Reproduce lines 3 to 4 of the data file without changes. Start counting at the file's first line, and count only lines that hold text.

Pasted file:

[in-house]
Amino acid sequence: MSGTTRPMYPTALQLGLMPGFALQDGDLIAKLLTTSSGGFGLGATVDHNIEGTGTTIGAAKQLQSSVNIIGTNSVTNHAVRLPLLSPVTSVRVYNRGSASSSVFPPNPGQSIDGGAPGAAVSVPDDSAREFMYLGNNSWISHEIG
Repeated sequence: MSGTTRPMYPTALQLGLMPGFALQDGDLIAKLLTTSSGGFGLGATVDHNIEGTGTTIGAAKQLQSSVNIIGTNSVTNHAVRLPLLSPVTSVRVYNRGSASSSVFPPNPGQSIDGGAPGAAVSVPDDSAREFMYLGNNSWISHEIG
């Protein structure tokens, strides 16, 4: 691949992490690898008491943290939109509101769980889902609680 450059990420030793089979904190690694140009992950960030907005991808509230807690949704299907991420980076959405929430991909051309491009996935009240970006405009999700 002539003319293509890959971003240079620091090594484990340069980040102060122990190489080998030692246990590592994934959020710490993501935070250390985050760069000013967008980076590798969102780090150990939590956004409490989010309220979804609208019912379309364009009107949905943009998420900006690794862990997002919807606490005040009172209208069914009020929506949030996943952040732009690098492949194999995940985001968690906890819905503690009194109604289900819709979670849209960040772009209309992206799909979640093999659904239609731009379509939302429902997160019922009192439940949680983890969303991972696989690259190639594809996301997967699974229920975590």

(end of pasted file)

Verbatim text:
Repeated sequence: MSGTTRPMYPTALQLGLMPGFALQDGDLIAKLLTTSSGGFGLGATVDHNIEGTGTTIGAAKQLQSSVNIIGTNSVTNHAVRLPLLSPVTSVRVYNRGSASSSVFPPNPGQSIDGGAPGAAVSVPDDSAREFMYLGNNSWISHEIG
């Protein structure tokens, strides 16, 4: 691949992490690898008491943290939109509101769980889902609680 450059990420030793089979904190690694140009992950960030907005991808509230807690949704299907991420980076959405929430991909051309491009996935009240970006405009999700 002539003319293509890959971003240079620091090594484990340069980040102060122990190489080998030692246990590592994934959020710490993501935070250390985050760069000013967008980076590798969102780090150990939590956004409490989010309220979804609208019912379309364009009107949905943009998420900006690794862990997002919807606490005040009172209208069914009020929506949030996943952040732009690098492949194999995940985001968690906890819905503690009194109604289900819709979670849209960040772009209309992206799909979640093999659904239609731009379509939302429902997160019922009192439940949680983890969303991972696989690259190639594809996301997967699974229920975590």